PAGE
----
Skip to content

Considering a Small High School?

November 8, 2010
by

By Norm Fruchter

The deadline to file applications for NYC high schools is December 3rd, 2010. Current high school choice involves almost 400 schools, of which more than half are relatively small high schools (serving grades 9-12) and secondary schools (serving grades 6-12).  These small schools are relatively new; the first 50 were started in the mid-1990s, and most of the rest were created since 2002. The high school choice process has always been complicated and pressured for many students and their families; the existence of so many new small high schools increases that complexity. So what do we know about these new small high schools?

The city’s small high schools have already been extensively studied. Generally, the findings show that small schools overall enroll higher percentages of Black and Latino students, higher percentages of students from poor families, and higher percentages of poorly performing students, than the city’s high schools as a whole. However, historically, the small high schools have enrolled fewer Special Education and ELL students, though that gap may be disappearing.

In terms of performance, small high schools on average have higher graduation rates (though not necessarily higher Regents graduation rates in past years), higher attendance, and higher rates of credit accumulation than all the city’s high schools. Studies have found that students selected by lottery to enroll in small schools had higher credit accumulation, attendance and graduation rates than students not selected.

These findings suggest that the new small high schools overall are producing positive results for their students. But some cautions are necessary. First, individual small school performance varies considerably. Several small high schools started under Bloomberg and Klein, such as Global Enterprise High School and New Day Academy, are now being closed for poor performance. Second, some studies suggest that small school performance declines as the schools age. Third, and perhaps linked, several studies have found higher principal and teacher turnover in small schools.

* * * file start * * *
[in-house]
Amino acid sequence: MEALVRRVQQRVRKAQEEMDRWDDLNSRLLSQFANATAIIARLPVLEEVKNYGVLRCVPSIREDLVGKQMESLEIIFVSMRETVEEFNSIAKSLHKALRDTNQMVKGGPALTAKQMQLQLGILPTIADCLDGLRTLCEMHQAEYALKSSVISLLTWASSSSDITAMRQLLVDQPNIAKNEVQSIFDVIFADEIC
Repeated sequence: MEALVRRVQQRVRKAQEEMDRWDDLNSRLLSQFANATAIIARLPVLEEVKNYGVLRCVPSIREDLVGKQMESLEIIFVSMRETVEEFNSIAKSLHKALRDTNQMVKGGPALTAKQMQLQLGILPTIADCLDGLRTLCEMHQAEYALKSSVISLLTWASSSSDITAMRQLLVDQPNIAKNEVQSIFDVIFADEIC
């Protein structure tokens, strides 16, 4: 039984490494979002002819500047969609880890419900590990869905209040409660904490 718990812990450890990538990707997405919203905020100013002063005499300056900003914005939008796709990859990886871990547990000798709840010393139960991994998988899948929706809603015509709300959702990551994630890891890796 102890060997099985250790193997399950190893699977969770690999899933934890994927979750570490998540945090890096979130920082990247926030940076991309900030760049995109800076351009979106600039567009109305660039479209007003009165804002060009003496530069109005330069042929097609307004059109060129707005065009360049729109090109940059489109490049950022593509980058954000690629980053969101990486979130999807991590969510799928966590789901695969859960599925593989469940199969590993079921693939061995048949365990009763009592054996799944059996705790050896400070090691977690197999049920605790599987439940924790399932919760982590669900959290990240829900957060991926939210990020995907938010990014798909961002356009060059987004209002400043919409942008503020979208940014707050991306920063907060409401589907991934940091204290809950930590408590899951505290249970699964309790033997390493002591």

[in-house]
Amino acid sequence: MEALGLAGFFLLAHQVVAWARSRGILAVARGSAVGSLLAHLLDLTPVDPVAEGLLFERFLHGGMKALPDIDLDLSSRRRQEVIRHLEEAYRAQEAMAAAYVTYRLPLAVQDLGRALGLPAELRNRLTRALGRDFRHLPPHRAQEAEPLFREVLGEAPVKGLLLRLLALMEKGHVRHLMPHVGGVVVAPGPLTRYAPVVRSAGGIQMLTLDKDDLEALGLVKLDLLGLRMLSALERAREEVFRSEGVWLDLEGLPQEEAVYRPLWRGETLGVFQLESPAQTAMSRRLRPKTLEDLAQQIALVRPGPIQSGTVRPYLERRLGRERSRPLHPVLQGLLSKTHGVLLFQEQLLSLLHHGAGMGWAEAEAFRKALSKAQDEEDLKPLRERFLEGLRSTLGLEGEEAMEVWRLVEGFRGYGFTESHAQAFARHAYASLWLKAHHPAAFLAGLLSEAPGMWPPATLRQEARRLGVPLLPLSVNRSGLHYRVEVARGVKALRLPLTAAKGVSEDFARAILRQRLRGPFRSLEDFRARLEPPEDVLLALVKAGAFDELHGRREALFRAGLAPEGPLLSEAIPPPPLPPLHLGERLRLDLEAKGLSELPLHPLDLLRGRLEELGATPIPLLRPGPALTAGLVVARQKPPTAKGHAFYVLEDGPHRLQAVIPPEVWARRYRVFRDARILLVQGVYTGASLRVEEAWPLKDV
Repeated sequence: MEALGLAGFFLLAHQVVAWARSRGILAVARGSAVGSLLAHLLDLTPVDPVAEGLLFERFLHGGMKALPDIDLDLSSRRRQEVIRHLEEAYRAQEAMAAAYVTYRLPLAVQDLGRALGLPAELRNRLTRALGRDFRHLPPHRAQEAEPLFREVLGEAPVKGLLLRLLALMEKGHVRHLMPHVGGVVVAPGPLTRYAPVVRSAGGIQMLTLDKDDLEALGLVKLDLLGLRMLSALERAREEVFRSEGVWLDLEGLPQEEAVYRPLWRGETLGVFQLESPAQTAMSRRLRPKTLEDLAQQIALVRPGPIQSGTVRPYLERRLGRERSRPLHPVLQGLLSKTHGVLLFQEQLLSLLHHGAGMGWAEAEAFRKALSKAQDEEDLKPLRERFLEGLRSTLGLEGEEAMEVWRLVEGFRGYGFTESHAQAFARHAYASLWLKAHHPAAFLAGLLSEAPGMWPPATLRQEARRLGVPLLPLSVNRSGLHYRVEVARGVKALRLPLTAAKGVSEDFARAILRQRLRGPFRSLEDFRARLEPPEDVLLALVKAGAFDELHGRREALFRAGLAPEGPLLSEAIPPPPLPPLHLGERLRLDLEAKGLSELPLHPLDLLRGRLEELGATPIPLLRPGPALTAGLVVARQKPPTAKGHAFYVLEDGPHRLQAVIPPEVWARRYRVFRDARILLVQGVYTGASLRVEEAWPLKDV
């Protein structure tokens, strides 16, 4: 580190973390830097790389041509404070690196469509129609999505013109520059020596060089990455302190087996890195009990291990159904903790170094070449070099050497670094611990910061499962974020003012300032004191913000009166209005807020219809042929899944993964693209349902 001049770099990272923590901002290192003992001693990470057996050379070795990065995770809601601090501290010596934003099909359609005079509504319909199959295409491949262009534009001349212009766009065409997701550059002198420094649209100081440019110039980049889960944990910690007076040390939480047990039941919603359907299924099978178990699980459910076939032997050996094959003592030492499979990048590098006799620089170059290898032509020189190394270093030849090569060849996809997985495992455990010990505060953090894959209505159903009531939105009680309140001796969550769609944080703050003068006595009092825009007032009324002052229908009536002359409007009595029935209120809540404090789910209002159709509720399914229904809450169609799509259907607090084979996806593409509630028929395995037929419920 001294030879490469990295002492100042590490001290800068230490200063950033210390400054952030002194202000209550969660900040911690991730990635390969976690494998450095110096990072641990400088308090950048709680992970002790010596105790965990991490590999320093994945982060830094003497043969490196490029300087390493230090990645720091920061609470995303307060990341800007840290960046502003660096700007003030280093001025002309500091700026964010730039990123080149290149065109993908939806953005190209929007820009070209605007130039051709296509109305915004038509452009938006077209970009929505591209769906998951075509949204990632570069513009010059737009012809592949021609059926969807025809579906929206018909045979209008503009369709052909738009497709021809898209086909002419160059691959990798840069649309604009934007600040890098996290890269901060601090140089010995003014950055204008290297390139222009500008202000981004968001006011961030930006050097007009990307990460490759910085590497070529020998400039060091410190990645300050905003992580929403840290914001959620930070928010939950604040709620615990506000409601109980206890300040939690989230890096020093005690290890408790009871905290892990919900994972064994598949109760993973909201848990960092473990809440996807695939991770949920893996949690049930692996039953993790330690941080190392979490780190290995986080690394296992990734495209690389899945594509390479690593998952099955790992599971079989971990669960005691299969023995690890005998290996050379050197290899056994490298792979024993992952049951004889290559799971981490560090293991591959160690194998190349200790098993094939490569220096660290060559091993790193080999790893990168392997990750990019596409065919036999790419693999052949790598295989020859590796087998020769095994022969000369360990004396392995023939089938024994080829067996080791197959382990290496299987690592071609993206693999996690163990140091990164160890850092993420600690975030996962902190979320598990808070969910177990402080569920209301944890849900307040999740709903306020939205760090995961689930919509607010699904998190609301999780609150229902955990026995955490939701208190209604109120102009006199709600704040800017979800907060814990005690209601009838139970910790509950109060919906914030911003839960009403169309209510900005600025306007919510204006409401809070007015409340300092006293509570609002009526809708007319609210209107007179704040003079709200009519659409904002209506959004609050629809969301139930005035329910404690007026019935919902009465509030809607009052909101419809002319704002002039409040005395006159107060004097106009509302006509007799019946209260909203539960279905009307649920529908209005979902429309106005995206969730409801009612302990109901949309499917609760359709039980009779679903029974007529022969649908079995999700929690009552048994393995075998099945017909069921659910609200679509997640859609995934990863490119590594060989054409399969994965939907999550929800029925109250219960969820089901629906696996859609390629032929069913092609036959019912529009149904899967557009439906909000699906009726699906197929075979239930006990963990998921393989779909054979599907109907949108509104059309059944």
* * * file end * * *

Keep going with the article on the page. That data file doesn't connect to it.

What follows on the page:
So here are some things to look for if you’re considering a specific small school. First, go to the Department of Education’s website at www.schools.nyc.gov and type in the name of the school, then click on Statistics. This will lead you to a list of different types of information about the school. Go to the Accountability and Overview Report for information on the student population, especially if the young person considering a small school is a Special Needs or ELL student. This same report gives a Teacher Turnover Rate and the percentage of teachers with fewer than three years’ experience for every school; see how the school you’re considering does on these indicators. Second, look at the Progress Report, where each high school’s performance rating is based on its graduation rate, rate of credit accumulation, Regents completion and Pass rates. Each school’s performance in these categories is compared to a set of similar high schools and to high schools citywide, so you can see well how the school you’re considering stacks up. Finally, the Quality Review (available on that same Statistics page) offers an analytic report on each school’s instructional organization and teaching culture.